Since the mid 2000s, Sertanejo Universitário (College Country), has come to be dominant in Brazilian popular music, as the industry shifted focus away from other established traditional and contemporary genres. This has had not just a cultural, but a political and environmental impact, argues geographer Tiago Cardoso.
Recently Sertanejo singer Gusttavo Lima became the centre of a massive controversy, over his open declaration of support for incumbent far-right president Bolsonaro. Controversy became scandal when journalists revealed enormous fees Lima and other Sertanejo artists receive from Bolsonaro-allied local governments. In defence, Bolsonaro supporters have attempted to create false equivalence with grants that artists may receive from business under the Lei Rouanet.
Lima specifically has been receiving up to R$1.2 million per show – from public funds – sometimes equal to the small prefectures’ entire health or education budgets. There will now be an official investigation into the funding of Sertanejo.
By Tiago Cardoso. Originally published at Piauí Hoje.
The hegemony of university sertanejo in the current Brazilian music scene is not a product of talent of the singers from the aforementioned musical genre, but of an economic structure behind these singers.
Sertanejo emerged in Brazil in the mid-twentieth century, when its artists sang of hardships and lamentations of the countryside and rural life. With the process of urbanization as a result of industrial development, traditional country music underwent a gradual transformation and already by the 1990s, urban romanticism supplanted the beauty and purity of the authentic sertanejo of the countryside.
However, what boosted university sertanejo was millions in investment by agribusiness, which wanted to create the image of the good man in the countryside that sustains the city, when, in fact, 75% of the food that arrives on the tables of Brazilians comes from family farming on small plots of land. It is well known that agribusiness is focused on exports.
The film “The Sons of Francisco”, which portrays the heroic saga of the country duo Zezé di Camargo, wanted to convey a meritocracy of life in the countryside, making people believe that the phone calls of a father who cared for his children to the radio triggered their success. Millions of people have seen this movie on movie screens. It does not match reality.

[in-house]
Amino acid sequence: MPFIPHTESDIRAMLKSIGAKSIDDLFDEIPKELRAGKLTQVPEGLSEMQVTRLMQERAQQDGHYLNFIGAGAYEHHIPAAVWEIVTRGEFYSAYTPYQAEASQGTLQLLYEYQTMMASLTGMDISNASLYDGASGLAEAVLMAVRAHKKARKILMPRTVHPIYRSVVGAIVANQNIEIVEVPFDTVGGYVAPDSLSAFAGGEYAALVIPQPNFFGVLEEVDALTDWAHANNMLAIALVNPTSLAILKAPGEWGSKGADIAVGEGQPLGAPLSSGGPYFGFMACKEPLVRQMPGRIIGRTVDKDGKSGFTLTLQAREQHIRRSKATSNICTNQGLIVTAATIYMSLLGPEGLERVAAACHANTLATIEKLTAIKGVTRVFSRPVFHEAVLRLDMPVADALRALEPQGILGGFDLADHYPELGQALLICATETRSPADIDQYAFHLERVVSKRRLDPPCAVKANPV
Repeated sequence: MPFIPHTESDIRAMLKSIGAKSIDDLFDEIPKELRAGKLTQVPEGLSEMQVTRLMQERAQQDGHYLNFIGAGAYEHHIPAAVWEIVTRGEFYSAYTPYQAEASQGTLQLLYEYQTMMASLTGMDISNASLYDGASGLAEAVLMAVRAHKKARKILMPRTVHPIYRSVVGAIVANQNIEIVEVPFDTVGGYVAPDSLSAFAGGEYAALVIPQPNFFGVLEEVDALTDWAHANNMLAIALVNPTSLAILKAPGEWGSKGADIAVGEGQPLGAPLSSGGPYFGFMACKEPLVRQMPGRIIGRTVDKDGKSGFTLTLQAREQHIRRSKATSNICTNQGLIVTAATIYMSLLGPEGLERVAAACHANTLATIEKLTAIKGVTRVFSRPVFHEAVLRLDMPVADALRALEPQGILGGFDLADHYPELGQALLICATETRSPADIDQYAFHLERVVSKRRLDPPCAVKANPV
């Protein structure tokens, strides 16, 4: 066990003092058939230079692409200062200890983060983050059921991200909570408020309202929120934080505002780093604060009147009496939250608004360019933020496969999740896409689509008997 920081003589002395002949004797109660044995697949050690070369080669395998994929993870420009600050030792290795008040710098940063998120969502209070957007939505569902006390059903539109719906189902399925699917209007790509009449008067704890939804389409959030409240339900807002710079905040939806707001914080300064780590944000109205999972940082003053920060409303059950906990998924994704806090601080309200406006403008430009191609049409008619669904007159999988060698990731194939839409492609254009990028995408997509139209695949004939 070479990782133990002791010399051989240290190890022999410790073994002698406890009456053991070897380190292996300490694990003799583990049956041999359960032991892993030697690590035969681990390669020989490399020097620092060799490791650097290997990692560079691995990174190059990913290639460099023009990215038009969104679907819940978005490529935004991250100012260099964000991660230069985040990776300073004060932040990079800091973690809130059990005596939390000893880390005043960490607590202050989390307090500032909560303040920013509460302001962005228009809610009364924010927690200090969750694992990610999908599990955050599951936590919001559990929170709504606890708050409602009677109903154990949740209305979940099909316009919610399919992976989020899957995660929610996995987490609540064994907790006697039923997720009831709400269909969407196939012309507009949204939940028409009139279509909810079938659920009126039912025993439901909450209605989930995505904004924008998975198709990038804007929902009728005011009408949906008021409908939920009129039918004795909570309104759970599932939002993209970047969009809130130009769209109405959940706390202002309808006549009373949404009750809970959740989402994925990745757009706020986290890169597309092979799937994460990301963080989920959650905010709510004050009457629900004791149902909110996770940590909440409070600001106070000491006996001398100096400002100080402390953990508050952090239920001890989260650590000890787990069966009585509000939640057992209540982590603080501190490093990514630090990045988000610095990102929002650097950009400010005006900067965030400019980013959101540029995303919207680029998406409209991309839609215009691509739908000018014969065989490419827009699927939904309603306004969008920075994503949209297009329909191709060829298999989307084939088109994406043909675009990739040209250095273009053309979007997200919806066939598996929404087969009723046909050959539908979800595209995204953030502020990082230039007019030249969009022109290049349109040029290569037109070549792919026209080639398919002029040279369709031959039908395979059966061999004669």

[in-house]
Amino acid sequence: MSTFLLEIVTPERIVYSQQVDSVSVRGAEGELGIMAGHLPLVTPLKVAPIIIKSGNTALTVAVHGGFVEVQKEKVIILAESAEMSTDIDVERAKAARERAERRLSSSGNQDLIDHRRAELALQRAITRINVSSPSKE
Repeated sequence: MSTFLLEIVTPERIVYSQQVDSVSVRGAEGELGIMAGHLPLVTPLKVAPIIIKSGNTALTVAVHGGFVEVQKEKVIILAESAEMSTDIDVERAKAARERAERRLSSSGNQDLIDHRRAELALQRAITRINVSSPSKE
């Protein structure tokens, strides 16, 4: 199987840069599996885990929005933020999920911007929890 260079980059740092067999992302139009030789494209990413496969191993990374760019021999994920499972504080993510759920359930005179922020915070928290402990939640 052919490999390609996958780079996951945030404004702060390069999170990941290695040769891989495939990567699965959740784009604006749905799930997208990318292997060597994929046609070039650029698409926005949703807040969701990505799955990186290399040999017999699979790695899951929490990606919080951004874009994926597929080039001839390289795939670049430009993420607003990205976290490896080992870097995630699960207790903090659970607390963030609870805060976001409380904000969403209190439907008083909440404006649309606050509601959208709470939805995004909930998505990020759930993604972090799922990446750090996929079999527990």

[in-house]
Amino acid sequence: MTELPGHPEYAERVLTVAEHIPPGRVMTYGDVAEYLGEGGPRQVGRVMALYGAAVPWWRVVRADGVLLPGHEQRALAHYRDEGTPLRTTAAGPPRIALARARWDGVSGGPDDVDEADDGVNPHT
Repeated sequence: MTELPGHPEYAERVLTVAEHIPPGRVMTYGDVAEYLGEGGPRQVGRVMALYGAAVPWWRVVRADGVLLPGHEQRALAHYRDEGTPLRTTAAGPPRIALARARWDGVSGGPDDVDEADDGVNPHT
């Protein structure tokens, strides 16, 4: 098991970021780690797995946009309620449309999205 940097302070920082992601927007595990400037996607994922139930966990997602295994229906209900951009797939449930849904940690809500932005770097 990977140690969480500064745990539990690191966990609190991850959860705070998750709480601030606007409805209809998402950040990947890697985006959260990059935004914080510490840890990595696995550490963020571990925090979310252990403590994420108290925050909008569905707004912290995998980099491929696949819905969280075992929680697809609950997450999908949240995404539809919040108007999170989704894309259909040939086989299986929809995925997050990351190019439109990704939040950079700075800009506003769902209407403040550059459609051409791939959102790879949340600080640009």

What happens in the music industry is the infamous “jabá” (Payola), which is a sum of money that producers pay to broadcast their music. The manager of controversial singer Anitta declared in a viral interview, that, while she is trying to pay such a “jabá” to get her artists playlist spots on radio, agribusiness has already bought them.
The result is that, in 2021, of the ten most played songs on the spotify music app, nine were university sertanejo, with their songs sung in the same timbre, and with the same lyrics: ballads, drunkenness and betrayal.
Furthermore, there is an extremely strong agribusiness lobby in national politics. To give you an idea, in 2014, meat processing giant JBS sponsored the campaigns of 11 political parties and the ruralist caucus made up 24 of the 27 elected senators.
This is what you read. There are no rockers, funkeiras, pagodas, etc., but there is a ruralist group, whose soundtrack is university sertanejo. They created a cultural industry, a “fad”. It is not an organic or natural hit, it is manufactured.
How do you think that any country duo nowadays already has buses, jets and thousands of followers on their social networks right at the beginning of their careers? Fruit of their talents? No. The fruit of heavy investment by agribusiness, which sees in university sertanejo a way to alienate people with sugary and depoliticized lyrics, while violating environmental legislation, expanding the agricultural frontier, invading indigenous lands, promoting mining and murdering native peoples. Do you think country singers are Bolsonaristas by chance?
And what we see today is the end of the authentic sertanejo, of the music that portrayed country life, giving way to urban music, increasingly pop and with riffs more reminiscent of mediocre pop rock.
In addition, agribusiness buys space in the media (agro is pop, remember?), they promote livestock fairs, where they promote country duos of “good guys”, and agroshows, where they give visibility to country singers. More than that, they buy TV stations and put their music in soap operas. When could an artist of another genre have this privilege? A samba singer from the favela, a rocker from a garage band? As much as they have superior talent, they will not be able to break the surface of the music industry.
Although they are overwhelmingly reactionary, they are the singers who receive the most public funds, because, as it turns out, they receive money from small municipalities that is equivalent to the annual health and education budgets.
For all the reasons explained above, it is an unequal struggle with the other genres, not for talent, which few have, but for the extraordinary investment of agribusiness.
More than that, agribusiness/university sertanejo is promoting a slaughter of culture, since the traditional festivals of the Northeastern São João are taken over by these duos, while forró loses space, just to cite an example. It is no different in other traditional festivals that have nothing to do with the genre, such as Carnival.
I hope that with what has come to light, this assault on culture and taxpayer money, the mask of these false moralists and pseudo-singers will be removed so that we can expose the dirt behind this success.
I don’t listen to them, especially, because I know that each click represents cultural slaughter and devastation of the environment.